Sat. Oct 1st, 2022

A stock Gradius III ROM running without delay? The new version of bsnes makes it possible.

When it comes to emulator design, there’s something to be said for trying to capture the workings of the original system as accurately as possible, with warts and all. But there’s also something about the idea that emulators can improve on the original hardware, eliminating issues like frame rate lag that plagued the underpowered processors of the time.

Which brings us to the latest update to the legendary accuracy-obsessed SNES emulator bsnes, which adds the ability to overclock the virtual SNES processor. While bsnes is far from the first SNES emulator to allow simulated overclocking, it appears to be the first to do so “without any framerate or tone distortion, and without compromising compatibility in 99% of games,” as bsnes programmer byuu places it.

Fast, but not too fast

Most SNES games were locked at a frame rate of 60 fps, and designers of the time tuned their games so that the SNES hardware could maintain that frame rate. But in some in-game situations, when the screen became too crowded with moving sprites, the processor was unable to capture the next frame within the 16.66 ms window, leading to noticeable display lag.

Today’s chunky PCs can, of course, simulate the SNES’s Ricoh 5A22 CPU at a speed much faster than the original 3.58MHz. But because the system’s games are designed with that particular clock speed in mind, that kind of overclocking tends to speed up the video and audio as well, which in turn can make the games difficult or impossible to play (or even run,). in some cases).

To remedy this side effect, byuu borrowed a technique from elsewhere in the emulation community. “For years, NES emulators had an overclocking method that added extra scanlines for the CPU for each video frame,” byuu tells Ars Technica. That is, only the CPU runs a little extra time after each frame of video is rendered, but the video and audio don’t… This new(ish) overclocking method gives games more processing time without also speeding up video and audio speeds. .. and so the normal game rate of 60 fps is maintained.”

The result, for most standard SNES games, is the complete removal of the infamous frame rate slowdown that showed up when too many sprites clogged the screen. Byuu has posted side by side video samples showing how this improvement extends into Contra III and Gradius III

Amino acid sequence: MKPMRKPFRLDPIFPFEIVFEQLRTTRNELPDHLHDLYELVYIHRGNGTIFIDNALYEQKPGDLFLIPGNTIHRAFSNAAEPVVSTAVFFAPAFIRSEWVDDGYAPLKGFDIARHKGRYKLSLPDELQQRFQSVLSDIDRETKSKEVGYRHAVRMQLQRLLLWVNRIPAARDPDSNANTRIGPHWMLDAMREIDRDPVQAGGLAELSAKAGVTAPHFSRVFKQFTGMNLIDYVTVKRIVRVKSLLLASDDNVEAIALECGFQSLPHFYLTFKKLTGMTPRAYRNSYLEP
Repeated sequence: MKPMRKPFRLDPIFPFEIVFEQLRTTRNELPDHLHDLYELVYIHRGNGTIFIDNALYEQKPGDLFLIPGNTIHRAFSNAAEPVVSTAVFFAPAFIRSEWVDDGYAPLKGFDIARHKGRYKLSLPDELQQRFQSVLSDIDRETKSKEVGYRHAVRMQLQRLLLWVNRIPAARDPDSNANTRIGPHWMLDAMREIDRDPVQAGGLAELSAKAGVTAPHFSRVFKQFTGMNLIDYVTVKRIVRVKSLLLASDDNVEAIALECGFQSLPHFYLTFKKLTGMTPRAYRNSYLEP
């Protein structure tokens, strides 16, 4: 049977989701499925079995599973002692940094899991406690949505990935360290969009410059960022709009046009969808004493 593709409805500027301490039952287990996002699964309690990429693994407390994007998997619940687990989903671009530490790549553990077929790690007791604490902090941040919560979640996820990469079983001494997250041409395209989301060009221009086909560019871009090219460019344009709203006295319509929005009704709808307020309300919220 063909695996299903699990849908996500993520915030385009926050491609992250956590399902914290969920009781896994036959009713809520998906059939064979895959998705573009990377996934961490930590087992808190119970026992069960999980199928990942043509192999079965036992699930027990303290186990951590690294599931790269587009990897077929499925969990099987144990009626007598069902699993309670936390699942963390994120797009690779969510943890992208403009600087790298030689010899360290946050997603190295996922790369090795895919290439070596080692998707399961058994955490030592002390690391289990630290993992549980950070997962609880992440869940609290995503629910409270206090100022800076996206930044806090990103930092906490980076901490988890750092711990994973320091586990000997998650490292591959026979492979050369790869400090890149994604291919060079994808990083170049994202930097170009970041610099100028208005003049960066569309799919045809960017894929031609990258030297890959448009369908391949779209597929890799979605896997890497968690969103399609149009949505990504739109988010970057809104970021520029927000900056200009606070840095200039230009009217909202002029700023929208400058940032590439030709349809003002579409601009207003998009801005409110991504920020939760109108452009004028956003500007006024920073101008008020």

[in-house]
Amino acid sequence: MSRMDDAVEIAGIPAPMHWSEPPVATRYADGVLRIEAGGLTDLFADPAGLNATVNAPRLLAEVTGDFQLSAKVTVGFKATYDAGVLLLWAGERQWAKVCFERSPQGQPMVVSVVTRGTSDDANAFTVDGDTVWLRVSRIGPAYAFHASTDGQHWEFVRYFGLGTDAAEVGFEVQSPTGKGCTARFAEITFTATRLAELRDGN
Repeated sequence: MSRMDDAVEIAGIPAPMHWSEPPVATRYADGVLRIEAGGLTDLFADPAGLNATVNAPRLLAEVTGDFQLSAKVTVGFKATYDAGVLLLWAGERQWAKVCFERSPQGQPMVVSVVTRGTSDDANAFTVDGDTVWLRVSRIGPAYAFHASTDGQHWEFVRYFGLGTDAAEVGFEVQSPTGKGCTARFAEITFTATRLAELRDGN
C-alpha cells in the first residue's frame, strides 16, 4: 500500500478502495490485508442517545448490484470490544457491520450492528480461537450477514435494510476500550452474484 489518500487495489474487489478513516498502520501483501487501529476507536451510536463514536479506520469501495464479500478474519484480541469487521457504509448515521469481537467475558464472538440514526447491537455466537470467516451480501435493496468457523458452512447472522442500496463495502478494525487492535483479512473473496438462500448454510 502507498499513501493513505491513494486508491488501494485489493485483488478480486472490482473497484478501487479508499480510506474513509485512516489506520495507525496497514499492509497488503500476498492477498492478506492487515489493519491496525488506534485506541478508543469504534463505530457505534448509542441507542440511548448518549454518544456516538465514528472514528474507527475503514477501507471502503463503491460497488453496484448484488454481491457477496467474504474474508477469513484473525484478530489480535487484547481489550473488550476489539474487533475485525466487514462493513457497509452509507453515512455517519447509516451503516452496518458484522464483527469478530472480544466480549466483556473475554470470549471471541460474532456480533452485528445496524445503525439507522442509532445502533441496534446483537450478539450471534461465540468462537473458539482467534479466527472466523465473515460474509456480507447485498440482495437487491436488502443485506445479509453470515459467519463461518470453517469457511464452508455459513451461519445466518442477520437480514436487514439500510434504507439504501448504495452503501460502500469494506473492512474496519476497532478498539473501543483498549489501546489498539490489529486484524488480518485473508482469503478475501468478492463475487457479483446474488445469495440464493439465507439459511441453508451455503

(Emulators may remember a lag-free version of Gradius III which was released in May. But while that version required extensive hardware and software hacking, the bsnes edition should work on most SNES software without modification.

There are some limitations to this new overclocking method, mainly due to the many enhancement chips of SNES cartridges. “SuperFX games are kind of a special case,” says byuu. “Because they tend not to run at 60fps due to the demands of software that rasterizes entire screens on the SNES, the game logic is designed around the frame rates. So even if you accelerate StarFoxthe game engine will now seem to be spinning too fast.”

SuperFX games like StarFox animate smoother with overclocking, but gameplay also gets noticeably faster.

You can see this side effect in this comparison video of the SuperFX title StarFox† While the game animates much more smoothly with overclocking enabled, the gameplay also gets noticeably faster, adding to the game’s jittery challenge.

“I suppose you can think of SuperFX as older 80286 DOS games that run way, way too fast on modern PCs,” he continued. “It’s like they don’t have Vsync and just run as fast as possible. This new overclocking technique can’t really solve that: if you speed up the game, the game logic works faster. But in most cases, you might assume that they are more like modern games that rely on Vsync to maintain a consistent, smooth framerate.”

Limitations aside, we’re excited to have yet another example of an emulator that actually improves on the original game classics we remember. We will be happy to add this new overclocking solution with HD Mode 7 smoothing, widescreen NES games, controller lag mitigation and 4K upscaling for low-end HD games.

List image by Smile, Citrus

By akfire1

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